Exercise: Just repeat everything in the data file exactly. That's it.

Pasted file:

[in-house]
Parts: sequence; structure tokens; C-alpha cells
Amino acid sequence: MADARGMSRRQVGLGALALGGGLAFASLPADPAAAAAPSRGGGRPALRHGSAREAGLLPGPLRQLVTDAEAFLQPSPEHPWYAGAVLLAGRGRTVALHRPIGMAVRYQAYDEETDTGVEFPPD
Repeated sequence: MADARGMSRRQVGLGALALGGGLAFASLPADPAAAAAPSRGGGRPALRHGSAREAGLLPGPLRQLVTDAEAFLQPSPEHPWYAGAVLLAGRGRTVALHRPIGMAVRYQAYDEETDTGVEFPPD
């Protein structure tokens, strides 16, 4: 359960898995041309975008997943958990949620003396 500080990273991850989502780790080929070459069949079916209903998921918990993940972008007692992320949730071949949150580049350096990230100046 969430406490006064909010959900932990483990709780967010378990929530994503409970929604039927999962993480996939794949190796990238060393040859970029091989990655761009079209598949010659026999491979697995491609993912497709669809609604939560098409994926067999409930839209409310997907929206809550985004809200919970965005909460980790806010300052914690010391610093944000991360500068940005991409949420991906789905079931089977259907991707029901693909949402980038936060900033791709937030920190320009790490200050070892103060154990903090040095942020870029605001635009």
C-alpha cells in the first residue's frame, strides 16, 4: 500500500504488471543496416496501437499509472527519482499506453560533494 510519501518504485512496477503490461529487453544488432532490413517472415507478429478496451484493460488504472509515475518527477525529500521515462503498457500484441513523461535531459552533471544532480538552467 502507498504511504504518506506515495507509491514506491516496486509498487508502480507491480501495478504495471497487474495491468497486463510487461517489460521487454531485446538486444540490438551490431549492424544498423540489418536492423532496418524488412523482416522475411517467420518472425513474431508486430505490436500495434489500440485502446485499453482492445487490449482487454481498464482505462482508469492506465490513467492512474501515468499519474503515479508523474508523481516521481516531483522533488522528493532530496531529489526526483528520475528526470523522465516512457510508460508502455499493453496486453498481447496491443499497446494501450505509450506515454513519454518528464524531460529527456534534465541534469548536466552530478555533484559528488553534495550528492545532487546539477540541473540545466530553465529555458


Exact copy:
[in-house]
Parts: sequence; structure tokens; C-alpha cells
Amino acid sequence: MADARGMSRRQVGLGALALGGGLAFASLPADPAAAAAPSRGGGRPALRHGSAREAGLLPGPLRQLVTDAEAFLQPSPEHPWYAGAVLLAGRGRTVALHRPIGMAVRYQAYDEETDTGVEFPPD
Repeated sequence: MADARGMSRRQVGLGALALGGGLAFASLPADPAAAAAPSRGGGRPALRHGSAREAGLLPGPLRQLVTDAEAFLQPSPEHPWYAGAVLLAGRGRTVALHRPIGMAVRYQAYDEETDTGVEFPPD
């Protein structure tokens, strides 16, 4: 359960898995041309975008997943958990949620003396 500080990273991850989502780790080929070459069949079916209903998921918990993940972008007692992320949730071949949150580049350096990230100046 969430406490006064909010959900932990483990709780967010378990929530994503409970929604039927999962993480996939794949190796990238060393040859970029091989990655761009079209598949010659026999491979697995491609993912497709669809609604939560098409994926067999409930839209409310997907929206809550985004809200919970965005909460980790806010300052914690010391610093944000991360500068940005991409949420991906789905079931089977259907991707029901693909949402980038936060900033791709937030920190320009790490200050070892103060154990903090040095942020870029605001635009």
C-alpha cells in the first residue's frame, strides 16, 4: 500500500504488471543496416496501437499509472527519482499506453560533494 510519501518504485512496477503490461529487453544488432532490413517472415507478429478496451484493460488504472509515475518527477525529500521515462503498457500484441513523461535531459552533471544532480538552467 502507498504511504504518506506515495507509491514506491516496486509498487508502480507491480501495478504495471497487474495491468497486463510487461517489460521487454531485446538486444540490438551490431549492424544498423540489418536492423532496418524488412523482416522475411517467420518472425513474431508486430505490436500495434489500440485502446485499453482492445487490449482487454481498464482505462482508469492506465490513467492512474501515468499519474503515479508523474508523481516521481516531483522533488522528493532530496531529489526526483528520475528526470523522465516512457510508460508502455499493453496486453498481447496491443499497446494501450505509450506515454513519454518528464524531460529527456534534465541534469548536466552530478555533484559528488553534495550528492545532487546539477540541473540545466530553465529555458